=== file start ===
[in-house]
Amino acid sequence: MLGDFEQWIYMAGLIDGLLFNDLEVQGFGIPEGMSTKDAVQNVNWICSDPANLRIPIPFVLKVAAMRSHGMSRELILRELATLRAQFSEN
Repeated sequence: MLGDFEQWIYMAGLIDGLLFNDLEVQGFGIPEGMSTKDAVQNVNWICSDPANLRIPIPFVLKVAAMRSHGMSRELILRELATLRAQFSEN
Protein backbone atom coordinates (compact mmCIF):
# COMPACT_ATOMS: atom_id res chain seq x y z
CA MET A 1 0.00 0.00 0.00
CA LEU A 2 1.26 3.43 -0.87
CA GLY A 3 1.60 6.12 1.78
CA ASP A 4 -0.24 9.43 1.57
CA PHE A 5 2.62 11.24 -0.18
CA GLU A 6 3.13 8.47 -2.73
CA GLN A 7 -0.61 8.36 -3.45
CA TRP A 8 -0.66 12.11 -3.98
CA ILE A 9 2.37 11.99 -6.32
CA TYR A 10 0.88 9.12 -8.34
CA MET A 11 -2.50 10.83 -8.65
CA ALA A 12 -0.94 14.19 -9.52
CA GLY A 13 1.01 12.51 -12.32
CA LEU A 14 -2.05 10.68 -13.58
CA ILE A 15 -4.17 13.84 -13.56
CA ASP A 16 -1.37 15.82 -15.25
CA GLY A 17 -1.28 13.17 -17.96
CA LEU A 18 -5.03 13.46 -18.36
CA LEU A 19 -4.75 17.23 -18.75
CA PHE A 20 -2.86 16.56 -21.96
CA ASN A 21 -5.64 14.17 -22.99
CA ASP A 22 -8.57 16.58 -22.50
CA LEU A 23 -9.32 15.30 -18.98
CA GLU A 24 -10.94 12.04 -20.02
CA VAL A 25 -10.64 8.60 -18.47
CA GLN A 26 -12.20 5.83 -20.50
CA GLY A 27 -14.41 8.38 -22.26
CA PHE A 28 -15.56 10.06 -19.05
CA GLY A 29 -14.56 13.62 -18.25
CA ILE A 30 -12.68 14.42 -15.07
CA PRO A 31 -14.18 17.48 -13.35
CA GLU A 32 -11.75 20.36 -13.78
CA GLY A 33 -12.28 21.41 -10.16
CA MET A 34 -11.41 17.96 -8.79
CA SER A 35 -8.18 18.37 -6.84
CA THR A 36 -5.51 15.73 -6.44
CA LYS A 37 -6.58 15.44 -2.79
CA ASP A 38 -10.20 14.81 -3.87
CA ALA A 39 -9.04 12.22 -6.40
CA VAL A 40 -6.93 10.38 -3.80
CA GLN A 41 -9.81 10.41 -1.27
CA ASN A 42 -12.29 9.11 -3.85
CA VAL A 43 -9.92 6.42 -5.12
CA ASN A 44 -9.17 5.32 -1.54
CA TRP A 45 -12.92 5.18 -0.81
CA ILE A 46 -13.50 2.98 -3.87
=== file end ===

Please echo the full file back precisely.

[in-house]
Amino acid sequence: MLGDFEQWIYMAGLIDGLLFNDLEVQGFGIPEGMSTKDAVQNVNWICSDPANLRIPIPFVLKVAAMRSHGMSRELILRELATLRAQFSEN
Repeated sequence: MLGDFEQWIYMAGLIDGLLFNDLEVQGFGIPEGMSTKDAVQNVNWICSDPANLRIPIPFVLKVAAMRSHGMSRELILRELATLRAQFSEN
Protein backbone atom coordinates (compact mmCIF):
# COMPACT_ATOMS: atom_id res chain seq x y z
CA MET A 1 0.00 0.00 0.00
CA LEU A 2 1.26 3.43 -0.87
CA GLY A 3 1.60 6.12 1.78
CA ASP A 4 -0.24 9.43 1.57
CA PHE A 5 2.62 11.24 -0.18
CA GLU A 6 3.13 8.47 -2.73
CA GLN A 7 -0.61 8.36 -3.45
CA TRP A 8 -0.66 12.11 -3.98
CA ILE A 9 2.37 11.99 -6.32
CA TYR A 10 0.88 9.12 -8.34
CA MET A 11 -2.50 10.83 -8.65
CA ALA A 12 -0.94 14.19 -9.52
CA GLY A 13 1.01 12.51 -12.32
CA LEU A 14 -2.05 10.68 -13.58
CA ILE A 15 -4.17 13.84 -13.56
CA ASP A 16 -1.37 15.82 -15.25
CA GLY A 17 -1.28 13.17 -17.96
CA LEU A 18 -5.03 13.46 -18.36
CA LEU A 19 -4.75 17.23 -18.75
CA PHE A 20 -2.86 16.56 -21.96
CA ASN A 21 -5.64 14.17 -22.99
CA ASP A 22 -8.57 16.58 -22.50
CA LEU A 23 -9.32 15.30 -18.98
CA GLU A 24 -10.94 12.04 -20.02
CA VAL A 25 -10.64 8.60 -18.47
CA GLN A 26 -12.20 5.83 -20.50
CA GLY A 27 -14.41 8.38 -22.26
CA PHE A 28 -15.56 10.06 -19.05
CA GLY A 29 -14.56 13.62 -18.25
CA ILE A 30 -12.68 14.42 -15.07
CA PRO A 31 -14.18 17.48 -13.35
CA GLU A 32 -11.75 20.36 -13.78
CA GLY A 33 -12.28 21.41 -10.16
CA MET A 34 -11.41 17.96 -8.79
CA SER A 35 -8.18 18.37 -6.84
CA THR A 36 -5.51 15.73 -6.44
CA LYS A 37 -6.58 15.44 -2.79
CA ASP A 38 -10.20 14.81 -3.87
CA ALA A 39 -9.04 12.22 -6.40
CA VAL A 40 -6.93 10.38 -3.80
CA GLN A 41 -9.81 10.41 -1.27
CA ASN A 42 -12.29 9.11 -3.85
CA VAL A 43 -9.92 6.42 -5.12
CA ASN A 44 -9.17 5.32 -1.54
CA TRP A 45 -12.92 5.18 -0.81
CA ILE A 46 -13.50 2.98 -3.87